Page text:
At work we use Azure for infrastructure and Azure Resource Manager (ARM) templates to define it as code. Microsoft released Bicep as a nicer way to write your templates.
We’ve recently finished porting a service to use Bicep. It took a lot longer than I’d hoped but we got there. Here are some of the things I learnt along the way.
You can decompile your existing templates with the Azure cli:
az bicep decompile -f infra.json
The problem is that if you use nested templates you’re probably better off writing it from scratch. We found that you’d have to hack the nested template into it’s own template and decompile that. Then repeat up the chain. Horrible.
If you’ve used hyphens in your ARM template then the decompilation will turn them into underscores. Bicep doesn’t like hyphens. Not understanding the implications of this would bite us later.
F’ing Around / Finding Out
Then we had to play Chase The Config through our deployment pipeline.
This was largely self inflicted because we took the opportunity to move to the az command in our pipeline rather than the PowerShell module. When grabbing output from deployments using the az command the format changed and our boilerplate parsing broke.
It turned out that fetching each output was fewer lines than parsing the old output from an entire template. We could then set the deployment to –no-output which led to much cleaner logs.
Then we encountered a few issues where config was passed around based on convention, meaning that the hyphen-to-underscore conversion caused us to lose some config as the pipeline progressed.
Ironing out these issues led us to find some inconsistencies with our build agents. Low probability errors felt more annoying when you’re putting though loads of builds. This drove us to start running our infrastructure deployments in containers. This was a change we should have made earlier but feeling the pain forced us to do actually get around to it.
Most of the time was spent in this Finding Out phase.
Was it worth it?
The tooling (VSCode + plugins) is so much nicer in Bicep. Having Intellisense/compiler warnings makes extending and refactoring your templates so much easier. Some of our config really upset the ARM plugin for VSCode (SQL filters on queues having single quotes in them which you have to escape would be marked as an error when it’s perfectly correct).
These warnings showed us that we’d been supplying pointless/unused parameters to ARM resources for ages. This made our templates more concise instantly.
Moving away from sub-templates helped us extract common resources into modules more easily. This has allowed us to organise our templates according to features, something like this:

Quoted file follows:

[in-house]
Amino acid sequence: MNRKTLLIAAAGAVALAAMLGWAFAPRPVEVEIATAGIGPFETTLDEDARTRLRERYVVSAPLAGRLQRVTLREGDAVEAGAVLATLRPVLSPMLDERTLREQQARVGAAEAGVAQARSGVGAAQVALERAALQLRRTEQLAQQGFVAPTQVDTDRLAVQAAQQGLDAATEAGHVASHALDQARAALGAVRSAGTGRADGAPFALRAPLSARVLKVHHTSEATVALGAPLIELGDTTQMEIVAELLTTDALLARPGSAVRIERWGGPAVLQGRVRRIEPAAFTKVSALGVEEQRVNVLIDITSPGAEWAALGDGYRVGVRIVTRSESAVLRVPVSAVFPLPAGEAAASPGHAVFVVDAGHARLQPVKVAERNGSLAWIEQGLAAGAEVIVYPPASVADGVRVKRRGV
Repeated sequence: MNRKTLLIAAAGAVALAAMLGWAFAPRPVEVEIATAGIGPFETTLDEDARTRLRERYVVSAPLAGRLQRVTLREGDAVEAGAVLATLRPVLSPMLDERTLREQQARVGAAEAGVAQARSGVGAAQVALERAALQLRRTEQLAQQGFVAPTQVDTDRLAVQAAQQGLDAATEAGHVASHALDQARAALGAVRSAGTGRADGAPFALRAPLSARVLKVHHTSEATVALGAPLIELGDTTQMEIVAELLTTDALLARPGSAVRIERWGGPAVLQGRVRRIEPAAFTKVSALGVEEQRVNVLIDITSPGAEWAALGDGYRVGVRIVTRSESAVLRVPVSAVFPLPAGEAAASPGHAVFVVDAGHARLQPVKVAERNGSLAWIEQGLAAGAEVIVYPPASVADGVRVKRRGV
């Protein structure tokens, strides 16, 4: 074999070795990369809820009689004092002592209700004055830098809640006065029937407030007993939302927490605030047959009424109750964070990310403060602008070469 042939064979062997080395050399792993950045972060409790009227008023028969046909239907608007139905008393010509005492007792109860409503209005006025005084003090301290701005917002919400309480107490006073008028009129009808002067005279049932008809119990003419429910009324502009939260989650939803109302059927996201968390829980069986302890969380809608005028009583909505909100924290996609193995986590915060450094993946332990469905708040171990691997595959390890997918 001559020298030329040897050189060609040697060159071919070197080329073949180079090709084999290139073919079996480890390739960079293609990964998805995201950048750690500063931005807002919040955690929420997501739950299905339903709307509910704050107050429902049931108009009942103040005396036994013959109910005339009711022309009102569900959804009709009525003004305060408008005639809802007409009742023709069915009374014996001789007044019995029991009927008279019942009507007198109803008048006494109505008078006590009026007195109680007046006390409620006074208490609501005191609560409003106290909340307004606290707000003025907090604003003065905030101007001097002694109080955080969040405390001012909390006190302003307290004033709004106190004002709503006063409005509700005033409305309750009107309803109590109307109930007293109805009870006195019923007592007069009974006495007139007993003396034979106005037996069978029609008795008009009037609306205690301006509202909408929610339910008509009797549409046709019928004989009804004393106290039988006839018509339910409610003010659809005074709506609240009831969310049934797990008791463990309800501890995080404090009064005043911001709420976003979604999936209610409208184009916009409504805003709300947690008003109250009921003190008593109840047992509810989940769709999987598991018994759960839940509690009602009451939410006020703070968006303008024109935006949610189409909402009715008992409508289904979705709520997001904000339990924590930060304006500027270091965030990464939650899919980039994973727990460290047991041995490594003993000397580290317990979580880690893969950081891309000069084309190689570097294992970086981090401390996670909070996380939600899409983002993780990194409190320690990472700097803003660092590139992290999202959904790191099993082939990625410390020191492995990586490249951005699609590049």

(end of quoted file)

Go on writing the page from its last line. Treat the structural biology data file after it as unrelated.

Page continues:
Infra/ Feature0/ feature0.bicep feature0-devParameters.json feature0-testParameters.json feature0-prodParameters.json Feature1/ feature1.bicep feature1-devParameters.json feature1-testParameters.json feature1-prodParameters.json
Our collection of small and focused Bicep files are so much more navigable than two thousand lines of JSON.
This was also a great time to make the naming of things more consistent. This service had been worked on by multiple teams over a few years so some inconsistencies had slipped in.
Bicep having a better concept of resource types also meant we could move away from everything being stringly typed.
Resources having implicit parents rather than needing to explicitly declare what a resource depends on also makes templates more concise.
The last benefit was that I got to take a really close look at and understand what our IaC & deployment pipeline was really doing. I’m still not a DevOps expert but I’m more confident now.
There’s one thing I’m still not sure about. We deploy our infrastructure in incremental mode rather than complete. This means if we forget to add a resource or remove it accidentally then it doesn’t get blown away on the next deployment. We use this so many layers of templates can be deployed and certain shared resources are safe.
This is great but it does mean you have to carefully inspect the deployment outputs and compare them with known working versions so make sure you’ve not missed anything. You don’t want to end up piggybacking on the success of old ARM based deployments because that will bite you later on.
I’ve not come across any way of automating this check. Obviously moving to complete mode would solve this but that’s way beyond the scope of this project.
Should you try it?
Yes. Free yourself from writing horrible JSON. Write slightly nicer Bicep.